Category evolves from relief into prevention
With an estimated 60 million people in the United States experiencing heartburn at least once a month, and more than 15 million suffering from it daily, products to treat the condition have become more sophisticated, and the battle for supremacy in the $2.18 billion-a-year antacid tablets market has grown more heated.
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According to recent IRI data, Pfizer’s Nexium 24HR, which went from prescription to over-the-counter status in May 2014, has surpassed longtime market leader Procter & Gamble’s Prilosec OTC as the top-selling antacid tablet. Together, the two products account for more than a quarter of the category’s sales.
Suppliers noted that as the science behind antacids continues to evolve and more options become available, the market will flourish.
“Consumers like the ability to try which product works best for them,” a spokeswoman for Procter & Gamble said. “We expect this category will continue to be a robust and competitive market.”
Nexium 24HR and Prilosec OTC — both nonprescription versions of medications that got their start behind the pharmacy counter — signify the changing nature of the antacids category. Classified as protein-pump inhibitors, Nexium and Prilosec are preventive medicines, unlike antacid formulas that anchored the category for decades that provided relief after the fact.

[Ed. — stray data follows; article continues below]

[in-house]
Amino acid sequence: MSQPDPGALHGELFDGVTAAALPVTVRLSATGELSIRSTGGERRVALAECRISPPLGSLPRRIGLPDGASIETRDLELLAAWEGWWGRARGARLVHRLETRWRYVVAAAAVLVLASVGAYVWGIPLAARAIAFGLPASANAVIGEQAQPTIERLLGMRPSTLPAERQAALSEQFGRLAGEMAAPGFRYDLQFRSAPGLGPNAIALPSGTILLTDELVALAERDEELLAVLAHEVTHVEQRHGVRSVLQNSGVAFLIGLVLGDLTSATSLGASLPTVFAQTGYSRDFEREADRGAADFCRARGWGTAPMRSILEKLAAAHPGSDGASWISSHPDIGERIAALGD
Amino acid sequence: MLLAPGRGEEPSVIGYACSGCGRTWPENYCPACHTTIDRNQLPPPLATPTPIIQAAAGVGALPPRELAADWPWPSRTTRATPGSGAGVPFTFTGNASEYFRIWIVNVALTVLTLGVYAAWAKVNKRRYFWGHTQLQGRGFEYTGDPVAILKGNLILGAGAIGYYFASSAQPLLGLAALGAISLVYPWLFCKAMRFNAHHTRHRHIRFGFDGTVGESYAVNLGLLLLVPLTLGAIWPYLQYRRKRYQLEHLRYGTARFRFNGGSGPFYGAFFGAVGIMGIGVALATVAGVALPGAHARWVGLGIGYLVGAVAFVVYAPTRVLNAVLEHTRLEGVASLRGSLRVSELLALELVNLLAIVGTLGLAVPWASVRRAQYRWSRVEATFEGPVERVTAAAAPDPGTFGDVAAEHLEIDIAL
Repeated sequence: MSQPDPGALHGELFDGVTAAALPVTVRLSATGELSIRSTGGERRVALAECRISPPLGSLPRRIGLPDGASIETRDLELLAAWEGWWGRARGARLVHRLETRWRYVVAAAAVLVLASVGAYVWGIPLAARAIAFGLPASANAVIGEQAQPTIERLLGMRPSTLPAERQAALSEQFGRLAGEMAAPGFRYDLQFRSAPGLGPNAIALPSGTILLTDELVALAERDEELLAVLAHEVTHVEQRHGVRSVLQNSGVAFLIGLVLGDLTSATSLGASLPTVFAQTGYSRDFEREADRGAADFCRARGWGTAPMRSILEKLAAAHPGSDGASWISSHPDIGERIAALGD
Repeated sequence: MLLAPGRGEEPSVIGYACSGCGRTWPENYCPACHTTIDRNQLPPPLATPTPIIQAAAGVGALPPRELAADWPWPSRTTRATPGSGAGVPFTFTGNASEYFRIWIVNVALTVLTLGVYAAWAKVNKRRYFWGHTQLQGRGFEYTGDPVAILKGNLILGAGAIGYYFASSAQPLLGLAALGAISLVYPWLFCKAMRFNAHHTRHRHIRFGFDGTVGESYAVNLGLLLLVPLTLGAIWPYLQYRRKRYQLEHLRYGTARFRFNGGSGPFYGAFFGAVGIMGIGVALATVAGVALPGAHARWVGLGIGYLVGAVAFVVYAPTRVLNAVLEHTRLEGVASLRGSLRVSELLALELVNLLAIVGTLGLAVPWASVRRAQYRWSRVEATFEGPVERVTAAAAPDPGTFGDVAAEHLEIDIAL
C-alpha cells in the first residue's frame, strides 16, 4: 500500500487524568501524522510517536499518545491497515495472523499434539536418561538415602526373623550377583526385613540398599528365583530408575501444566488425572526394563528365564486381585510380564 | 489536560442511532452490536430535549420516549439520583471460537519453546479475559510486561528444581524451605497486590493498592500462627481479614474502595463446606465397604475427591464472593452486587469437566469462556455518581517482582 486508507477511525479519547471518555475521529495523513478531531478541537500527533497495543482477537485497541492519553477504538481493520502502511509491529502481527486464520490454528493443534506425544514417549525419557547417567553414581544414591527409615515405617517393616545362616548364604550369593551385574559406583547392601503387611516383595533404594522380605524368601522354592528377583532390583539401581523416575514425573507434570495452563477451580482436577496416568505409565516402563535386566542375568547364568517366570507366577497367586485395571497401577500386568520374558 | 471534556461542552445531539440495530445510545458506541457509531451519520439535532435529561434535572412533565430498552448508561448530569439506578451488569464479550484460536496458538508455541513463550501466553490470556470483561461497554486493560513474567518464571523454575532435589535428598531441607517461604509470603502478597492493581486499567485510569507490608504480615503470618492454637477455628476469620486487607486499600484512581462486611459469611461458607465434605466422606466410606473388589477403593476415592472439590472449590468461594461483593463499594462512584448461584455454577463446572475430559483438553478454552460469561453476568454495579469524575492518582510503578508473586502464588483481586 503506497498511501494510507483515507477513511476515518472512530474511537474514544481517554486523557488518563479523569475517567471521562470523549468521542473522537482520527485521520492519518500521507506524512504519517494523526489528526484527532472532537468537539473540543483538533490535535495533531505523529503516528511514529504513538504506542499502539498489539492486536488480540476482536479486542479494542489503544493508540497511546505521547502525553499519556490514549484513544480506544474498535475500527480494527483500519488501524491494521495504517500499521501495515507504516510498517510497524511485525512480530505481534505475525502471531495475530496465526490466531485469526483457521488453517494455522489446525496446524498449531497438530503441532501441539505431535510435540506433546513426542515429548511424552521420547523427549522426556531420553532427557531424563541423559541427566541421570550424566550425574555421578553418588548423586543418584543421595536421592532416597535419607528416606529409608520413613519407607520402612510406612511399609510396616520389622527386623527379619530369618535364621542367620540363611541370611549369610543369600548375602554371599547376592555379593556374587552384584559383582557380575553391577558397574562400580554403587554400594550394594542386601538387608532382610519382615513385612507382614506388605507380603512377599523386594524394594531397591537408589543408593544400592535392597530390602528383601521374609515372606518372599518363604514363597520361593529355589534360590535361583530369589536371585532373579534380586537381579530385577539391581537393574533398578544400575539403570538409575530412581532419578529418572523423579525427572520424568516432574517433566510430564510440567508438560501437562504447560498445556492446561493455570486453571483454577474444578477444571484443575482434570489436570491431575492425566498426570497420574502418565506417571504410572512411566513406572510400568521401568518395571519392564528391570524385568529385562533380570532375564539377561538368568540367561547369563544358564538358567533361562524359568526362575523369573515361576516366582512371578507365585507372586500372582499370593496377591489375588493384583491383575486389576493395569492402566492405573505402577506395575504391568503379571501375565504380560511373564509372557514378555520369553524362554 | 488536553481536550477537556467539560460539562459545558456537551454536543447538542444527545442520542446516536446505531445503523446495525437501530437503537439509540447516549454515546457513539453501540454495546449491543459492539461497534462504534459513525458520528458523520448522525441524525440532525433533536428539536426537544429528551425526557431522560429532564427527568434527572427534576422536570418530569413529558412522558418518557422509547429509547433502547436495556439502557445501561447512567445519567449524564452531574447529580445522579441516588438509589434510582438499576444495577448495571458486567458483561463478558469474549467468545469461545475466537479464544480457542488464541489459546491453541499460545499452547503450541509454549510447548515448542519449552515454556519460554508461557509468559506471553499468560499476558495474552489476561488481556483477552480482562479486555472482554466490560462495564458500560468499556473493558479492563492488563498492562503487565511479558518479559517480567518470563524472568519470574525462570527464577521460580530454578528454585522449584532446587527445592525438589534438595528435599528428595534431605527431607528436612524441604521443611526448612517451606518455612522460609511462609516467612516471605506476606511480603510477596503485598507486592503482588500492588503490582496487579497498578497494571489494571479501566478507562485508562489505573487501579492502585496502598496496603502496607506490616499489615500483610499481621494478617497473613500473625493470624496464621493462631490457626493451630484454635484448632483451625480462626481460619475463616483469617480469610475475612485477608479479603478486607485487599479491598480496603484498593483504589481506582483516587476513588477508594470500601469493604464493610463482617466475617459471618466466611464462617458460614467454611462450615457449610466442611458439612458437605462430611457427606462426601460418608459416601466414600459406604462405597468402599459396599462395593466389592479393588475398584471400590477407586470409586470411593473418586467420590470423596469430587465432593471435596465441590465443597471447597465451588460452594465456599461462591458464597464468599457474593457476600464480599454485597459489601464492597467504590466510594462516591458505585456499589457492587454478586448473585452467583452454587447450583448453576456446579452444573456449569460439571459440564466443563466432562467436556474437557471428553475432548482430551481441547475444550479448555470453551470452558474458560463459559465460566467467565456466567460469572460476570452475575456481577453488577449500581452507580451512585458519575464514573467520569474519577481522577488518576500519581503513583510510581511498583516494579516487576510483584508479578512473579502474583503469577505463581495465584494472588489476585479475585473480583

Marketers said both fit perfectly with consumers’ desire to take more control over their own health.
“This shift in the way consumers are choosing to manage their health has certainly played a role in the receptiveness of Rx-to-OTC switches,” a Pfizer spokeswoman said. “OTC medicines are an important way to meet consumers’ demands and engage them in their own health care. This is especially important given the evidence shows consumers who are more actively engaged in their health experience better outcomes and lower costs.”
Suppliers say that while the newest stomach relief products help patients take more control over their health care, it remains crucial that people continue to consult with physicians and pharmacists to ensure they are not putting their well-being at risk.
“People should always consult their healthcare provider before taking a new medicine,” the Pfizer spokeswoman stressed. “Even with OTC products.”
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